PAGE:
RALEIGH Ryan Murphy easily could be disgruntled and disappointed about playing for the Charlotte Checkers.
Murphy started the season with the Carolina Hurricanes. He was getting a lot of ice time. At 20, he was comfortable being an NHL defenseman, competing against the best forwards in the world and enjoying the major-league lifestyle.
But Murphy was bright enough to realize all of that was about to change. He had been an occasional scratch by the Canes, but then in mid-January was held out of four straight games.
On Jan. 24, Murphy was assigned to the Checkers, the Canes’ American Hockey League affiliate. That was the NHL deadline for sending players down and having them eligible to play in the AHL during the NHL’s Olympics break.
“I think I kind of sniffed it out when I didn’t play in the last four games,” Murphy said. “It’s obviously not the news you want that close to the break, but you’ve got to deal with it, you’ve got to play hard.
“Going into the Olympic break, there’s no reason why a guy like me shouldn’t be playing. I was fresh, and with those two weeks off, who knows what it would have done to me.”
Murphy has been productive for the Checkers. He picked up three assists as Charlotte split the two weekend games against the Abbotsford Heat at PNC Arena, giving him nine assists in nine AHL games.
“He’s handled it fine,” Checkers coach Jeff Daniels said. “He’s no different from anyone else who gets sent down. It’s obviously a disappointment, especially after spending the first half of the season (with Carolina). As much as you want to be (in the NHL), you need to just work on your game and push yourself in practice. His attitude has been good.”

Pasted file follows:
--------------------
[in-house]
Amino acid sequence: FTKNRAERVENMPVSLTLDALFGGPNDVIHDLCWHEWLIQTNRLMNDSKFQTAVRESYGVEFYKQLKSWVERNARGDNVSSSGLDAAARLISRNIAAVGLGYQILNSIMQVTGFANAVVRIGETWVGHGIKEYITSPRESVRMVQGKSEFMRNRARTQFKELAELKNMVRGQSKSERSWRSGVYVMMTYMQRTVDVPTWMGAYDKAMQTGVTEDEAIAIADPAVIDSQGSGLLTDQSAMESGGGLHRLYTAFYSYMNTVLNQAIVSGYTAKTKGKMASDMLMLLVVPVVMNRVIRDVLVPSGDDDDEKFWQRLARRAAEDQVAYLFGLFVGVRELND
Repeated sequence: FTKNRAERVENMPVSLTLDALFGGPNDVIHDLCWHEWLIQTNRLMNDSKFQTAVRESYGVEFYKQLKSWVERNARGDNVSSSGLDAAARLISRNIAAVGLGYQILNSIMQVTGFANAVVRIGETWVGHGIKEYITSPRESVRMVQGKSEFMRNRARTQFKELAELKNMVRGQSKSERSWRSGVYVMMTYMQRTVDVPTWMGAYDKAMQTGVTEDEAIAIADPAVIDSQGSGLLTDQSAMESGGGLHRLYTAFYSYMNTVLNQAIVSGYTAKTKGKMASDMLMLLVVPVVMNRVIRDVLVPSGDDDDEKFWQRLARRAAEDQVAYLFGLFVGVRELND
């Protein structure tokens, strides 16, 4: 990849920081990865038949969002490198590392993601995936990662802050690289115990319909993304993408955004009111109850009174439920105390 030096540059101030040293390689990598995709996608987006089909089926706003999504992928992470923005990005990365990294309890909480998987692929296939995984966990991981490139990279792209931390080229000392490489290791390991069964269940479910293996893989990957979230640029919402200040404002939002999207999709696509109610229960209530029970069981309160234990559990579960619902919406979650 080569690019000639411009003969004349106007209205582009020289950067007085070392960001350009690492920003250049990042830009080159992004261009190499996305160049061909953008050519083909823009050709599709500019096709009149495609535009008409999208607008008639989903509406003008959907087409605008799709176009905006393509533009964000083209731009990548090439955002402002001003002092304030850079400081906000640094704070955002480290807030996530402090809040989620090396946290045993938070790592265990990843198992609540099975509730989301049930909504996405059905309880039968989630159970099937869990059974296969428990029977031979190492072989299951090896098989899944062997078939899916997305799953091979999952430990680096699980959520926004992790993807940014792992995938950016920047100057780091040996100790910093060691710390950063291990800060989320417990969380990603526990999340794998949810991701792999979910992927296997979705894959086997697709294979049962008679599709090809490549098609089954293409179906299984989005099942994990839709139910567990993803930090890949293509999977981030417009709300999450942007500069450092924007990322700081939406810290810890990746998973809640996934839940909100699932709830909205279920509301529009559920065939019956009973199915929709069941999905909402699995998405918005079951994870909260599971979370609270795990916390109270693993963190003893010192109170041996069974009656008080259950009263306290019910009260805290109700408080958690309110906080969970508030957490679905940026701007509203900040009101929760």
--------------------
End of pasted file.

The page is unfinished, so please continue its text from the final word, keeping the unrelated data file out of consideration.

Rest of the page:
Murphy logged a lot of minutes for the Canes early in the season. In 14 games from Oct. 13 to Nov. 15, he topped 20 minutes eight times, with a season high of 25 against the Stanley Cup champion Chicago Blackhawks.
With a surplus of healthy defensemen, Canes coach Kirk Muller then elected to sit Murphy from time to time. After the Jan. 13 game against the Calgary Flames, and a 2-0 loss by the Canes, Murphy sat out the four games.
While his speed and offensive skills and instincts have not been questioned, the Canes wanted him to concentrate on his defensive-zone play while at the AHL level. At 5-foot-11 and 185 pounds, he often is in the position of battling bigger forwards for the puck.
“He’s not going to be a big, physical guy but he needs to be able to shut guys down one on one and read situations,” Daniels said. “It’s a little different (in the AHL). You can get away with a mistake here and there, whereas (in the NHL) one mistake can cost you the game. One thing about the American Hockey League is guys are down here to play and learn from mistakes.”
Murphy was the Canes’ 2011 first-round draft pick. He got into four games last season before being sent back to the Kitchener Rangers, his junior team in the Ontario Hockey League, and played eight regular-season and playoff games for the Checkers.
When Murphy made the Canes’ roster out of training camp last fall, it appeared he might stick in the NHL. But after 39 games, it was off to Charlotte.
“There are areas I definitely need to get better at,” Murphy said. “Sometimes, I try too hard. I’ve just got to … stick to the little things and focus on defense. And when I get my chances to play offense, take advantage of that.”
And get back to the Canes.
“It’s obviously tough from being in the NHL to go to the AHL, but I’m a 20-year-old kid and hopefully I have a long, bright future in store for me,” he said. “I have to take this as a learning experience, play hard down here, try to contribute, be a solid defenseman, contribute on the power play. And when I get my shot to put on the Hurricanes jersey again, I’m going to do my best to stick in the lineup and not come back down.”
Alexander: 919-829-8945; Twitter: @ice_chip
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